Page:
Barclays and Lloyds Banking Group have both announced increases to the pots of money they have set aside to compensate customers. Barclays has increased its pot by £1.35billion, making a total provision of £4.1billion, while Lloyds has upped its pot by £450million, making a total provision of £7.3billion.
This means that there’s now almost £20billion set aside for mis-sold PPI customers among the nation’s banks, so it’s well worth finding out whether you're entitled to a slice of it. Here’s all you need to know.
What is PPI and why does it have a bad name?
PPI was sold to customers alongside their loan, mortgage, store card or credit card on the premise that, if the customer was made redundant or fell ill and could no longer work, the cover would meet their repayments.
But banks were found guilty of selling these policies to people who would never be able to make a successful claim anyway – for example, the self-employed. In many other cases, the policies were over-priced and littered with exclusions making it equally impossible to claim.
So, in 2011, a high court ruling ordered the banks to pay out compensation to those customers affected.
There's no time limit on how far back you can make a claim, although it's usually easier if your insurance was active in the last six years...
Will my bank tell me if I was mis-sold?
If you're unsure whether or not you've been mis-sold PPI, the good news is banks have a legal obligation to get in touch with you if you are eligible for compensation. So don't be surprised if a letter lands on your doormat.
However, if you do think you've been mis-sold PPI, you don't have to sit and wait for your bank to contact you – get the ball rolling yourself.
How do I make a claim?
THe first step is to write directly to the lender concerned, tell them what the product was, when it was purchased, and why you think you were mis-sold.
If you're struggling to remember who you got your loan or credit card from, you can check your credit report with one of the credit reference agencies through our credit monitoring channel. All of the details of what you borrowed and from whom will be listed on your report.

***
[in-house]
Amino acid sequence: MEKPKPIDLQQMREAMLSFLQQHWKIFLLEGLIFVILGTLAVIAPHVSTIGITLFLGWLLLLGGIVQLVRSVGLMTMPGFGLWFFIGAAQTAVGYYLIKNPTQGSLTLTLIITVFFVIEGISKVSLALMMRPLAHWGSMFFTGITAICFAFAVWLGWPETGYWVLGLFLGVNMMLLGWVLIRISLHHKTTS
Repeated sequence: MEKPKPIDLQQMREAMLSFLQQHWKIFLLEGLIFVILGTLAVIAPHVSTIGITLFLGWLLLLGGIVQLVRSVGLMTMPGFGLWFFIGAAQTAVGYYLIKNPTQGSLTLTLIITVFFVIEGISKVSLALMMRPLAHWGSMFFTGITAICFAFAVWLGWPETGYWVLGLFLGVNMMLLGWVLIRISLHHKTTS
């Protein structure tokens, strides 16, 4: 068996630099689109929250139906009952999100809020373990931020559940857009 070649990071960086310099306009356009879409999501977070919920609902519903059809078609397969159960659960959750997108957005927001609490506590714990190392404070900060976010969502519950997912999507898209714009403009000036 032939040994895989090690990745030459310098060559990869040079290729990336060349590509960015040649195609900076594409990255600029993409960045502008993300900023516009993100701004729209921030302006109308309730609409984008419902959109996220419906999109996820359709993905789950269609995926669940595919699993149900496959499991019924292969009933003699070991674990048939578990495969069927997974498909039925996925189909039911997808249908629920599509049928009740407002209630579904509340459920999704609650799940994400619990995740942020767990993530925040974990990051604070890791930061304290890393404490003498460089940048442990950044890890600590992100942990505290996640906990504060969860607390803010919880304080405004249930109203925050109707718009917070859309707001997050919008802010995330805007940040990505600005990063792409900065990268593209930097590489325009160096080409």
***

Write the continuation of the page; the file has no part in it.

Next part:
The more information you can give your lender, the better. So if you can locate the original documentation, this will stand you in good stead. It's worth noting that on your paperwork, PPI may be called 'payment cover' or 'loan protection' or 'accident, sickness and unemployment cover (ASU)'.
Don't panic though if you can't find any of the documents because your lender should have them on file and be able to tell you whether you've had PPI.
If your account is still open, you also have a legal right under the Consumer Credit Act to get hold of a copy of the original credit agreement for £1. If the account is closed, you can still ask your lender for a full breakdown of your account – but be warned, this can cost around £10.
Then what happens?
Once the bank has received your complaint, it must get back to you within eight weeks to tell you whether your claim has been successful or not. If your bank agrees to pay out, you should receive your money within 28 days, though be warned it can take as long as 12 weeks in some cases.
On the other hand, if you're not happy with the outcome, you can complain to the Financial Ombudsman Service (FOS) which is there to solve disputes between financial services firms and customers. It's independent and free to use.
Complaints to the FOS have now fallen to 2,000 a day, down from a high of 3,000 a day last December.
How far back can I make a claim?
There's no time limit on how far back you can make a claim, although it's usually easier if your insurance was active in the last six years, simply because banks aren't obliged to keep records that are older than that.
It also doesn't matter if you have already paid off the loan or credit card and you're no longer a customer of that particular bank. After all, you were still mis-sold and are therefore entitled to get your money back.
And if your bank has been taken over, you can still complain to the new provider as, in most cases, the new provider will be liable for the old provider's debts.
Is there a time limit on making a claim?
Banks have been pushing for a deadline on PPI compensation claims in a bid to rein in the payouts they have to make, but they have so far been unsuccessful.
Nevertheless, if you think you have a case, you may as well act sooner rather than later.
What to watch out for
Be wary of text messages and phone calls from third party claims management companies telling you that you're owed thousands of pounds. Even if the companies are legitimate they will take a slice of commission from the sum you are repaid, so you may as well go directly to your bank.
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